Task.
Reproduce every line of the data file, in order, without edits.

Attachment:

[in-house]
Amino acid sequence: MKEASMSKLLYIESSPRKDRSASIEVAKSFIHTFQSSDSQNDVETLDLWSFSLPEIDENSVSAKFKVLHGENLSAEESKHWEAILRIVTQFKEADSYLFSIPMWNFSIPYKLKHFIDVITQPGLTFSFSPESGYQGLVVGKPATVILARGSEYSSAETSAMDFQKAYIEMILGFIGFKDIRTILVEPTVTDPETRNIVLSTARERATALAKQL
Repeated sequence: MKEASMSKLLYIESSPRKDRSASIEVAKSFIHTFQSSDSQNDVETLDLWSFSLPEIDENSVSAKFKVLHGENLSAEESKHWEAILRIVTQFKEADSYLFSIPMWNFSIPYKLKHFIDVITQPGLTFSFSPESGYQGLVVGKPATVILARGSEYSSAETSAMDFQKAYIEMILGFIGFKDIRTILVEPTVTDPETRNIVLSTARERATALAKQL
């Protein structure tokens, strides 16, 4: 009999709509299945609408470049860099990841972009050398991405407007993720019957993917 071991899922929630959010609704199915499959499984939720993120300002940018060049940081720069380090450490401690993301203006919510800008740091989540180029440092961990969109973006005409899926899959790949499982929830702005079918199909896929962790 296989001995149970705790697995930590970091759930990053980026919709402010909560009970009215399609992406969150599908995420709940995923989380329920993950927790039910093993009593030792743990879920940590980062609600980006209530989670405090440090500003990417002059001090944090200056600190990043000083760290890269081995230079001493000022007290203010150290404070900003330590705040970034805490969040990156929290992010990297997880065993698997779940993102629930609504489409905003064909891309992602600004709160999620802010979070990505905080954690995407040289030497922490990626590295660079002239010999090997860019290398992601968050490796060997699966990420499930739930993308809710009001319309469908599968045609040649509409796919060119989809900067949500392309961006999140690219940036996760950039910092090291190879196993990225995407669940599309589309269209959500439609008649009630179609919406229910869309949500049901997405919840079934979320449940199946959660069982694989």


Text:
[in-house]
Amino acid sequence: MKEASMSKLLYIESSPRKDRSASIEVAKSFIHTFQSSDSQNDVETLDLWSFSLPEIDENSVSAKFKVLHGENLSAEESKHWEAILRIVTQFKEADSYLFSIPMWNFSIPYKLKHFIDVITQPGLTFSFSPESGYQGLVVGKPATVILARGSEYSSAETSAMDFQKAYIEMILGFIGFKDIRTILVEPTVTDPETRNIVLSTARERATALAKQL
Repeated sequence: MKEASMSKLLYIESSPRKDRSASIEVAKSFIHTFQSSDSQNDVETLDLWSFSLPEIDENSVSAKFKVLHGENLSAEESKHWEAILRIVTQFKEADSYLFSIPMWNFSIPYKLKHFIDVITQPGLTFSFSPESGYQGLVVGKPATVILARGSEYSSAETSAMDFQKAYIEMILGFIGFKDIRTILVEPTVTDPETRNIVLSTARERATALAKQL
């Protein structure tokens, strides 16, 4: 009999709509299945609408470049860099990841972009050398991405407007993720019957993917 071991899922929630959010609704199915499959499984939720993120300002940018060049940081720069380090450490401690993301203006919510800008740091989540180029440092961990969109973006005409899926899959790949499982929830702005079918199909896929962790 296989001995149970705790697995930590970091759930990053980026919709402010909560009970009215399609992406969150599908995420709940995923989380329920993950927790039910093993009593030792743990879920940590980062609600980006209530989670405090440090500003990417002059001090944090200056600190990043000083760290890269081995230079001493000022007290203010150290404070900003330590705040970034805490969040990156929290992010990297997880065993698997779940993102629930609504489409905003064909891309992602600004709160999620802010979070990505905080954690995407040289030497922490990626590295660079002239010999090997860019290398992601968050490796060997699966990420499930739930993308809710009001319309469908599968045609040649509409796919060119989809900067949500392309961006999140690219940036996760950039910092090291190879196993990225995407669940599309589309269209959500439609008649009630179609919406229910869309949500049901997405919840079934979320449940199946959660069982694989």